ınnOscı is the Forum for Open Innovation Culture founded in 2019 and is organized by the Stifterverband with the support of the Federal Ministry of Education and Research (BMBF). It supports the mission “New Sources for New Knowledge” of the High-Tech Strategy of the Federal Government and is part of its new Data Strategy.
ınnOscı sees itself as a platform and think tank.
We bring actors from science and industry together, as well as civil society and politics, to develop instruments and solutions for the joint design of innovations and societal transformation. In this way, we aim to understand overarching factors and cause-effect relationships, and to derive recommendations for the systemic encounter with challenges facing society as a whole.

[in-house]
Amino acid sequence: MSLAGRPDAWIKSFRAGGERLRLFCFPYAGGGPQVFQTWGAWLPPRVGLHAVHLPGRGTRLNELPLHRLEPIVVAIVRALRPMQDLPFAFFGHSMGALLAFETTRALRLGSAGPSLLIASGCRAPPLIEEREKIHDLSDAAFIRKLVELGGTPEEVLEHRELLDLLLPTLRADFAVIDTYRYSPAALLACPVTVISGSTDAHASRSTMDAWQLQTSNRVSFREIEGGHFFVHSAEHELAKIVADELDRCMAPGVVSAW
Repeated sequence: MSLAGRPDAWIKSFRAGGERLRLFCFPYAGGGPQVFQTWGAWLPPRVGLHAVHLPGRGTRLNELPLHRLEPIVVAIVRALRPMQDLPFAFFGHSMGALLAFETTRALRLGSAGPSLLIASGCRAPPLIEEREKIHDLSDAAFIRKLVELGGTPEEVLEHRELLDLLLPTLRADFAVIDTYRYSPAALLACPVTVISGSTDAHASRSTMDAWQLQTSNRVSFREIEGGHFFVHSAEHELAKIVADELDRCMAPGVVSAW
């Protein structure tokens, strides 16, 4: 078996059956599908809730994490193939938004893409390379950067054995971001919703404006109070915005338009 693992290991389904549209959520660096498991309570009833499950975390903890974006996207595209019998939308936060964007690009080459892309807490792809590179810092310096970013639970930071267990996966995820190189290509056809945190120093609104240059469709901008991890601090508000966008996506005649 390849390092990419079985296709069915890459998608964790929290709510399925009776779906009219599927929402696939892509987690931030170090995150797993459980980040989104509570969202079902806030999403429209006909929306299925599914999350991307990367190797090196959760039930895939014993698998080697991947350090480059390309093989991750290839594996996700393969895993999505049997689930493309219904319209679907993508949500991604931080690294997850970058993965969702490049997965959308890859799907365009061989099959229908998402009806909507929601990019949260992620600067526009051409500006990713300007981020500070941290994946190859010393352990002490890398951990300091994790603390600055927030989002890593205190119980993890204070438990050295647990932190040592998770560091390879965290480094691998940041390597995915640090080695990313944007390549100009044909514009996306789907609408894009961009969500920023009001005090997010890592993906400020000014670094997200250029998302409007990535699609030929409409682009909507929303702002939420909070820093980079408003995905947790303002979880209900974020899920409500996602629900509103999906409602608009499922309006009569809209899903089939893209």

Our understanding of openness
With openness, it is important to weigh up: Where and when should there be openness? Who should participate? What is shared, when and how? How is the process organized? We call this consideration strategic openness. Of course, this also means that not everything is always and constantly disclosed. There are good reasons not to make ideas, processes and data accessible.
For us, openness in research and innovation includes a culture of collaboration, strategic planning (Strategic Openness), and concrete Open Practices.
Open Practices are lived along the research and innovation process and are manifested in concepts such as Open Data, Open Access or Co-Creation. They are based on different tools and methods and require specific skills and abilities for implementation (Future Skills for Openness).